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    A push towards flux-free aluminium brazing

    Gränges Sweden AB together with Uppsala Synchrotronix, AB and Linköping University use X-ray spectroscopy to understand how to develop a flux-free aluminium brazing treatment for aluminium plates, which would help Gränges to further improve their aluminium products.

    Leading in aluminium engineering

    The Sweden-based company Gränges is specialised in aluminium engineering and is a leading global supplier of aluminium products for, among others, heat exchanger applications and the automotive industry. In collaboration with Linköping University and Uppsala Synchrotronix AB, the company used MAX IV’s X-rays to investigate how to remove the surface oxide layer from aluminium sheets without using flux. The development of a flux-free brazing approach would contribute to improving the properties of Gränges’s aluminium products, while also providing a safer and more environmentally friendly solution.

    Greener, safer, improved brazing

    Gränges customers assemble aluminium sheets through brazing using braze clads, a fast and convenient assembly method. The technique used is called controlled atmosphere brazing (CAB), a procedure where brazing is performed in a furnace with nitrogen (N2) at temperatures around 600ºC. A crucial step preceding brazing is the removal of the surface oxide layer, which forms naturally on the aluminium surface. In the CAB technique, the oxide layer is dissolved using a potassium fluoroaluminate flux.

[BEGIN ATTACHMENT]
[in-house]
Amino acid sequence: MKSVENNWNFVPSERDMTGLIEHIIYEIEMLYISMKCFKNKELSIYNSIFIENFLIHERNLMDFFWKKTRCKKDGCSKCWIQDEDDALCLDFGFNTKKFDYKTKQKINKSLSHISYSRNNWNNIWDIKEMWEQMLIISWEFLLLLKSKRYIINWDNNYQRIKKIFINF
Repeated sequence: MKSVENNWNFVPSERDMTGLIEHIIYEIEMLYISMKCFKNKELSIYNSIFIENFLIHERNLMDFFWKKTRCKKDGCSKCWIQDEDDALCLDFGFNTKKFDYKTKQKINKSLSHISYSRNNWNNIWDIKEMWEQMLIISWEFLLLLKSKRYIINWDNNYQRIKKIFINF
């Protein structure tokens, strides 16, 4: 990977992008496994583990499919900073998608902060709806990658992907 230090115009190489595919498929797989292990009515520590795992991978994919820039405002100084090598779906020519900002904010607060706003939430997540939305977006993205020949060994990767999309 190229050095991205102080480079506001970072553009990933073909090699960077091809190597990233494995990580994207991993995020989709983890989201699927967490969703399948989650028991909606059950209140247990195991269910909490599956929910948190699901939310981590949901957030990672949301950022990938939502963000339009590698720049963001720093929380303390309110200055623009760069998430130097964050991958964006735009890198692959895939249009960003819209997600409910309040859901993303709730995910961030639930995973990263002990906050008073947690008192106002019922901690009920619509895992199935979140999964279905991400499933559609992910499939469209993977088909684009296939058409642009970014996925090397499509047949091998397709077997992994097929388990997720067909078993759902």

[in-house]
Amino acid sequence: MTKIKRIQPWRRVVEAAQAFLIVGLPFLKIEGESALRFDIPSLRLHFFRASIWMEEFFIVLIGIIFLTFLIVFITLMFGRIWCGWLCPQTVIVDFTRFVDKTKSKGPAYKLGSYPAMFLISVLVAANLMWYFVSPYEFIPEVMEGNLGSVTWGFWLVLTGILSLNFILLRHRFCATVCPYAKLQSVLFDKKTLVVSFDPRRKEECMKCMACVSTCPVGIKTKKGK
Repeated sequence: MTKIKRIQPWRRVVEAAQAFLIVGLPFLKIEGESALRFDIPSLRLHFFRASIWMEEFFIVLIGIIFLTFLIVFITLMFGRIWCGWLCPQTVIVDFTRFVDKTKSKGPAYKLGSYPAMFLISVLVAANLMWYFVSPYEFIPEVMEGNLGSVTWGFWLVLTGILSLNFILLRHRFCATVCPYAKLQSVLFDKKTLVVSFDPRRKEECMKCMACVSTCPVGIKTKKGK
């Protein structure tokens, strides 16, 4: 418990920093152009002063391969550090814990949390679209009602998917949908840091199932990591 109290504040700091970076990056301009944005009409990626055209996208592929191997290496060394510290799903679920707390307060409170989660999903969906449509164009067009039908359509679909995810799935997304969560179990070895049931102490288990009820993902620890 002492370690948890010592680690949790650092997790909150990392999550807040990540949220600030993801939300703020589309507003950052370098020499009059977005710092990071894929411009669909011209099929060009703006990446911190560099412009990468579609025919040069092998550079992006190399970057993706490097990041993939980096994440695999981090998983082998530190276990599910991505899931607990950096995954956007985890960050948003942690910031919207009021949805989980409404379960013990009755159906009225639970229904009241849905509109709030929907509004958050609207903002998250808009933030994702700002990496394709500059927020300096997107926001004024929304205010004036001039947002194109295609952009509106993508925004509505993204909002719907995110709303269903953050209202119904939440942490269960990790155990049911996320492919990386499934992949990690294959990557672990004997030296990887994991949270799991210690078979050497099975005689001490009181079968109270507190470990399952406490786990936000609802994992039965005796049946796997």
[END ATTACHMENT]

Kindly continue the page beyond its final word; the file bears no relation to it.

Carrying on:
Oxide removal using a potassium fluoroaluminate flux presents some significant drawbacks: it is harmful to health and the environment, and its residues can impair the performance in heat exchangers by suppressing its cooling capacity. Due to these aspects, the development of flux-free brazing, using magnesium (Mg) as the oxide break-up agent, is an attractive alternative. First, flux-free brazing needs more in-depth knowledge to be optimised, standardised and applied in industrial production. And here’s where MAX IV comes into play.

    The uniqueness of synchrotron light

    At the HIPPIE and SPECIES beamlines at MAX IV, the team of representatives from Gränges, Linköping University, and Uppsala Synchrotronix AB performed advanced X-ray photoelectron spectroscopy (XPS) experiments on aluminium samples provided by Gränges. What makes XPS at MAX IV special is the high quality of the synchrotron X-ray beam and the unique setups available. Using the technology available at the Swedish synchrotron allowed the researchers to prevent the evaporation of Mg, a crucial aspect for this deoxidation study. They were furthermore able to observe the kinetics of the break-up process while it occurred (operando measurements) by performing the experiments at brazing temperatures in the protecting nitrogen atmosphere used in production operations. Thanks to these advantages, the authors obtained unprecedented insights on flux-free oxide removal.

    The project successfully provided new information regarding changes in the oxide composition and Mg-kinetics. Being able to observe the oxide removal as never before, Gränges gained valuable inputs that are instrumental for the research and development of a stable process for flux-free brazing. With this knowledge, Gränges will make its class-leading aluminium products even better.